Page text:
EUR/USD September 4 – Little Movement as Eurozone Posts

1

EUR/USD is showing little movement in Wednesday trading, as the pair continues to trade in the mid-1.31 range in the European session. US releases started the week on a positive note, as the Manufacturing PMI hit its highest level in over two years. On Wednesday, Eurozone Services PMI numbers were a mix. Spanish and Eurozone Services PMIs posted gains, while Italian Services PMI missed the estimate. Eurozone Retail Sales posted a weak gain and missed the estimate. In the US, today’s highlight is Trade Balance. The markets are expecting the deficit to widen in the September reading.

Here is a quick update on the technical situation, indicators, and market sentiment that moves euro/dollar.

EUR/USD Technical

  • In the Asian session, EUR/USD was almost unchanged, touching a low of 1.3162 and consolidating at 1.3165. The pair is unchanged in the European session.

Current range: 1.3100 to 1.3175.

Further levels in both directions:  EUR USD Daily Forecast Sep 4th

  • Below: 1.31, 1.3050 and 1.30.
  • Above: 1.3175, 1.3240, 1.33, 1.3350, 1.3415, 1.3450, 1.3520, 1.3590 and 1.37.
  • On the upside, EUR/USD is testing 1.3175. This is followed by 1.3240.
  • 1.3100 is providing support. 1.3050 is next.

EUR/USD Fundamentals

  • 7:15 Spanish Services PMI. Exp. 49.3, actual 50.4 points.
  • 7:45 Italian Services PMI. Exp. 49.2, actual 48.8 points.
  • 8:00 Eurozone Final Services PMI. Exp. 51.0, actual 50.7 points.
  • 9:00 Eurozone Retail Sales. Exp. 0.5%. Actual 0.1%.
  • 9:00 Eurozone Revised GDP. Exp. 0.3%. Actual 0.3%.
  • 11:30 US Challenger Job Cuts.
  • 12:30 US Trade Balance. Exp. -38.7B.
  • 14:00 US IBD/TIPP Economic Optimism. Exp. 46.2 points.
  • All Day – US Total Vehicle Sales. Exp. 15.8B.
  • 18:00 US Beige Book.

* All times are GMT.

For more events and lines, see the Euro to dollar forecast.

EUR/USD Sentiment

  •  US starts week with sharp PMI: The first key release out of the US this week did not disappoint, as ISM Manufacturing PMI posted its strongest reading since May 2011. The index rose to 55.7 points in August, beating the estimate of 54.2. Predictably, the strong figure has increased talk about QE tapering in September, but the Non-Farm Payrolls release will be critical for a September move by the Fed. The markets are hungry for any news which could affect the timing of QE tapering, so every US release will continue to be scrutinized under the market microscope.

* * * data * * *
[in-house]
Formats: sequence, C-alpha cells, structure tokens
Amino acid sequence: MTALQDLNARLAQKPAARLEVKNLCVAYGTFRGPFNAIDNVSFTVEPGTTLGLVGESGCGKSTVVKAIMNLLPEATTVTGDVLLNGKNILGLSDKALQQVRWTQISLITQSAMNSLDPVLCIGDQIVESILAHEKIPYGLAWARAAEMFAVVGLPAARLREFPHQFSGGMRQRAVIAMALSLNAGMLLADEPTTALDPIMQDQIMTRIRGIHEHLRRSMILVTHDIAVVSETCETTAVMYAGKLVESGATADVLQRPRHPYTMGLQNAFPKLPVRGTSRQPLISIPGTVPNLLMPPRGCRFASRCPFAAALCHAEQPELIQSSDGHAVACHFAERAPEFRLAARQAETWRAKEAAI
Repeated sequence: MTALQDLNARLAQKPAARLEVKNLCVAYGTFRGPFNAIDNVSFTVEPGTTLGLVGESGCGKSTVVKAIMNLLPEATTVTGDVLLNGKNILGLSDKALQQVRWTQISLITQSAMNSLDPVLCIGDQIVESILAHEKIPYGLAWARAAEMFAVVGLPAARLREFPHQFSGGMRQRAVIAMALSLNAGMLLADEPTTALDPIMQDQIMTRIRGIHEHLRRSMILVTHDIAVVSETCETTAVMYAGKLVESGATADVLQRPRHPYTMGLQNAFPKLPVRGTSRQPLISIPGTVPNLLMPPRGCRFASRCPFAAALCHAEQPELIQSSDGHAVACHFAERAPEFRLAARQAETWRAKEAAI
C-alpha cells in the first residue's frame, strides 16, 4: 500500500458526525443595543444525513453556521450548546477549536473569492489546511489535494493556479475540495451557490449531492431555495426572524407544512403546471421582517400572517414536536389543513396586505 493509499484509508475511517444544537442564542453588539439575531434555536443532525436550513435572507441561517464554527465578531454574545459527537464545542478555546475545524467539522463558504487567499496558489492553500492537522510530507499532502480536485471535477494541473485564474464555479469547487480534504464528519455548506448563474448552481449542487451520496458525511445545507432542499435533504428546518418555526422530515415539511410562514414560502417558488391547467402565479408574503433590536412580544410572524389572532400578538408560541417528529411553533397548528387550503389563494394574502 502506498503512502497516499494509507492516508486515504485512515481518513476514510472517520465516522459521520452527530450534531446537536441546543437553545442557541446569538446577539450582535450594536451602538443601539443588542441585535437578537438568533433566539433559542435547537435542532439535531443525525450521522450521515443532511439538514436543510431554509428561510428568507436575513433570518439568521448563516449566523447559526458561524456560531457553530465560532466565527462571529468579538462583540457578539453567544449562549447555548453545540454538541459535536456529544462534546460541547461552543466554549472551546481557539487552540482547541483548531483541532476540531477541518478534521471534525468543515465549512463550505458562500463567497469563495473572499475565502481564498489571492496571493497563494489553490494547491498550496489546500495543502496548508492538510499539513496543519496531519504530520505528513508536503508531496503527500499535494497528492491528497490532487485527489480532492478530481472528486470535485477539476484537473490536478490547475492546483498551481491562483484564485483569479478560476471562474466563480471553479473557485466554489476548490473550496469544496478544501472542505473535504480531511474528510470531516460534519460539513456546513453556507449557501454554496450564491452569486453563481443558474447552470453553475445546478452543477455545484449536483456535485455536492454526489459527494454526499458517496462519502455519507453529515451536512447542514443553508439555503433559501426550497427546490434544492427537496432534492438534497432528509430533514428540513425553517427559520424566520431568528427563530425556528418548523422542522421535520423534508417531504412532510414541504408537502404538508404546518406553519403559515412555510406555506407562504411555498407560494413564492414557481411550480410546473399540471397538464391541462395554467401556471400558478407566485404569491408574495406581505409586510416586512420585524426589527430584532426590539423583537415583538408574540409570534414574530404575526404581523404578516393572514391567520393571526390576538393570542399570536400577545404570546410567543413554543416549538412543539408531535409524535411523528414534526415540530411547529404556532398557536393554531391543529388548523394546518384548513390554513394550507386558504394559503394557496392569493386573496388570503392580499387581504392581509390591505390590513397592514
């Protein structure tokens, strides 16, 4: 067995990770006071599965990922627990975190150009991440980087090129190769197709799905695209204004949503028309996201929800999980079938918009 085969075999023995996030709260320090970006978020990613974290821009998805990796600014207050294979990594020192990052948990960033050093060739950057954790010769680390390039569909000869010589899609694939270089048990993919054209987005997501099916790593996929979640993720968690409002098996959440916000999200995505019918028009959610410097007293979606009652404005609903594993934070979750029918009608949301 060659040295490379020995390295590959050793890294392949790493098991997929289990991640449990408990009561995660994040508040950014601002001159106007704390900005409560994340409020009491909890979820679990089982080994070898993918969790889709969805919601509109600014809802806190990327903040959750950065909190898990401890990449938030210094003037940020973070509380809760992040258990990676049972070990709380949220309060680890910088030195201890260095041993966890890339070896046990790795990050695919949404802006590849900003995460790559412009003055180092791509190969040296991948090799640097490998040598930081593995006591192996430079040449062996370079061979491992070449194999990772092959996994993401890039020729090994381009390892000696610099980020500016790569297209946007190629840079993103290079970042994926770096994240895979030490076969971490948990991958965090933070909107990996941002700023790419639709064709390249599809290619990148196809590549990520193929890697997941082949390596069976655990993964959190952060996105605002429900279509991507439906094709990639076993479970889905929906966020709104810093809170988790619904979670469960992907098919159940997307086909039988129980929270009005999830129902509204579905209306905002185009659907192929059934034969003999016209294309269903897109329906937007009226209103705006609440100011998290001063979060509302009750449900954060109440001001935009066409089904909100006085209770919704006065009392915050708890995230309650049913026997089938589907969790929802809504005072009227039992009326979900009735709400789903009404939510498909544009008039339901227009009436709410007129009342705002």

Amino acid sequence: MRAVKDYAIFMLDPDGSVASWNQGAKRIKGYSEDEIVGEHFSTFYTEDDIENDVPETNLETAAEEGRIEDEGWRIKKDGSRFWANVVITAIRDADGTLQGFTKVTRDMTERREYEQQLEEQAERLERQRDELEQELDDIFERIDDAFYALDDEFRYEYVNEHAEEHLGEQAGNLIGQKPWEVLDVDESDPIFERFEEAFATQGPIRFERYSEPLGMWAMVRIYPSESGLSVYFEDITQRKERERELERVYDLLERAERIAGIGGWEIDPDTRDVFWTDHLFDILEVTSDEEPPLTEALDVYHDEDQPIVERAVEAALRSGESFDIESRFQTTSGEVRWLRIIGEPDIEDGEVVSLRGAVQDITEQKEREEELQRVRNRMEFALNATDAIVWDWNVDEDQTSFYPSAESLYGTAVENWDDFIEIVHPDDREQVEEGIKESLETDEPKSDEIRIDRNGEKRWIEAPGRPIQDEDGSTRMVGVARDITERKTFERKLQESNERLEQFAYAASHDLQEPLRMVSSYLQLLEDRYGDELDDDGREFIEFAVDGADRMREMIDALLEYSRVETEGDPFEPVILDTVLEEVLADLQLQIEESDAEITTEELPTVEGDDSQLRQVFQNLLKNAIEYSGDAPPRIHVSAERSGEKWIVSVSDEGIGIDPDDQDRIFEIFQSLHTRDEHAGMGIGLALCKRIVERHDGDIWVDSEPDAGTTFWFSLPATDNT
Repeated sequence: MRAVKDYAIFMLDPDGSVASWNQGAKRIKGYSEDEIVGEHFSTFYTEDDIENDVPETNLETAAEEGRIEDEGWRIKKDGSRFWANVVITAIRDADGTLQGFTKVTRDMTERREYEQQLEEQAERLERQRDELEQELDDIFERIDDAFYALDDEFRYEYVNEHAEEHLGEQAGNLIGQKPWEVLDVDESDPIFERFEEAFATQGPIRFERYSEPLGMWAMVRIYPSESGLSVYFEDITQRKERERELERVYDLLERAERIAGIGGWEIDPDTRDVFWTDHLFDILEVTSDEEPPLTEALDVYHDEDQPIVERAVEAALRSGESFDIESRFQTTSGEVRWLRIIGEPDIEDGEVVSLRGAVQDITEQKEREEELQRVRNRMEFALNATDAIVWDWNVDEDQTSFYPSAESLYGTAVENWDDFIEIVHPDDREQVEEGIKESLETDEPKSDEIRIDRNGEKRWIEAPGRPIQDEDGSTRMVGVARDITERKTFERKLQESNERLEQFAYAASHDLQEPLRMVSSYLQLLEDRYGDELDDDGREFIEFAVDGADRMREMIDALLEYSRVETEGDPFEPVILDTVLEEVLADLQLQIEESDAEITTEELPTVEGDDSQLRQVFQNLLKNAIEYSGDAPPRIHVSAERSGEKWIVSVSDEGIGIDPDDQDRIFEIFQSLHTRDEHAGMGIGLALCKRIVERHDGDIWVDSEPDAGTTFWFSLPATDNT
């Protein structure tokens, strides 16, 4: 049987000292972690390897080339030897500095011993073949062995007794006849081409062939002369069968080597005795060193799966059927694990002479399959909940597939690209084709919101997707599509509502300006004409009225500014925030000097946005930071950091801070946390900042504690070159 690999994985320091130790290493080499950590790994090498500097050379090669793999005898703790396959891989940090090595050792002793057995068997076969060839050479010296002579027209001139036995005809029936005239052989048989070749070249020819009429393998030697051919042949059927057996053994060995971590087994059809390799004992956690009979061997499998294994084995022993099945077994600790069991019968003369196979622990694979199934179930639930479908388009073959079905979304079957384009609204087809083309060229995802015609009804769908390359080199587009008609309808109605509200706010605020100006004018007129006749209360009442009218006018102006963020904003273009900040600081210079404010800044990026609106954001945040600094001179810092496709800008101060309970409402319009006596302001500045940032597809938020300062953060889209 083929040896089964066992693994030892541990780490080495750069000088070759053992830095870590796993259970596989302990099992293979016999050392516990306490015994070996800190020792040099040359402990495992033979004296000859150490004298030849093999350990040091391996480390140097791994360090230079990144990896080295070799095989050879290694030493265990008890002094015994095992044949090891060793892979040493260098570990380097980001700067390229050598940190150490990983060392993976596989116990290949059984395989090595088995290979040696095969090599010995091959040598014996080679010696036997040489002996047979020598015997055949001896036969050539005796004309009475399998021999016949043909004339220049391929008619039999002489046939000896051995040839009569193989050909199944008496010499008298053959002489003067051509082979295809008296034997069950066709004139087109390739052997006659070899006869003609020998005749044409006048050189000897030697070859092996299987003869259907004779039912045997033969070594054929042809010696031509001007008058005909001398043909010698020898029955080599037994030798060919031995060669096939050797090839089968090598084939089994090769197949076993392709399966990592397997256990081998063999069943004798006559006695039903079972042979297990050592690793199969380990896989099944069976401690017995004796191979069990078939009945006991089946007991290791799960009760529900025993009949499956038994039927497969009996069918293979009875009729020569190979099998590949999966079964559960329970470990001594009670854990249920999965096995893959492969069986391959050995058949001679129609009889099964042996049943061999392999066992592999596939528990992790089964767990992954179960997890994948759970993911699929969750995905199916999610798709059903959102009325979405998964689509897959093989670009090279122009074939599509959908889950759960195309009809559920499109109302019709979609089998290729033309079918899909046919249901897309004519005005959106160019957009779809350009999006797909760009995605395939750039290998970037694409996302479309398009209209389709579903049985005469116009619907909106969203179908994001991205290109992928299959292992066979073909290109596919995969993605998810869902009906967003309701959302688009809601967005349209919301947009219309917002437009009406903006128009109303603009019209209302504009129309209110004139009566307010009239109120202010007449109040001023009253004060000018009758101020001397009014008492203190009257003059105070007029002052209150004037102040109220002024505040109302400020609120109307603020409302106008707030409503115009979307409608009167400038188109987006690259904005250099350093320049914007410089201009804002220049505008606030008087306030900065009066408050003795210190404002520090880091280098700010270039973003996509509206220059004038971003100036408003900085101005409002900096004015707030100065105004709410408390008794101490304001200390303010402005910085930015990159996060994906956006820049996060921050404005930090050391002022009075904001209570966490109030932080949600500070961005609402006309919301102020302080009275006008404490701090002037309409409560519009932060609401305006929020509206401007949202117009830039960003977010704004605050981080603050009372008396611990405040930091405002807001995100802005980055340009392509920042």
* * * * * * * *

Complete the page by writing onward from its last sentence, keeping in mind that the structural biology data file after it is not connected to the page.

• Mixed PMIs out of Eurozone: The week started off on a positive note with solid Manufacturing PMIs out of the Eurozone, but Services PMIs were not as strong on Wednesday. Spanish Services PMI climbed from 48.5 to 50.4 points, beating the estimate of 49.3. The Eurozone PMI rose from 49.8 to 50.7 , but fell short of the estimate of 51.0. The Italian PMI showed little change, with a reading of 48.8. This missed the estimate of 49.2 points. The 50-point level separates expansion from contraction. These figures will have to improve if the Eurozone is to get back on the road to recovery.
  • Syrian tensions subside, for now: A US military strike against Syria is on hold, after President Obama said on the weekend that he will seek Congressional approval before taking any action against Syria. With Congress in recess until September 9th, a military strike could be delayed until mid-September or even later. Russia has warned the US not to take any unilateral action against Syria, so we can expect tensions to increase, bringing with it market volatility.
  • Spanish PMIs Impress: The week started off nicely as Spanish Manufacturing PMI pushed above the 50-point level for the first time in over two years, climbing to 51.1 points. On Wednesday, Services PMI kept pace, jumping from 48.5 to 50.4 points in the September reading. This is the index’s highest level since May 2011. The solid readings indicate that purchasing managers are more confident about the health of the manufacturing and services sectors. The news was not as positive from Spanish Unemployment Change climbed sharply in August. However, this was not unexpected, as Spanish unemployment numbers generally show a temporary sharp drop in the summer months.
Get the 5 most predictable currency pairs

About Author

Kenny Fisher - Senior Writer A native of Toronto, Canada, Kenneth worked for seven years in the marketing and trading departments at Bendix, a foreign exchange company in Toronto. Kenneth is also a lawyer, and has extensive experience as an editor and writer.

1 Comment

  1. Pingback: EUR/USD September 4 – Little Movement as Eurozone Posts Mixed PMIs - James Invest | James Invest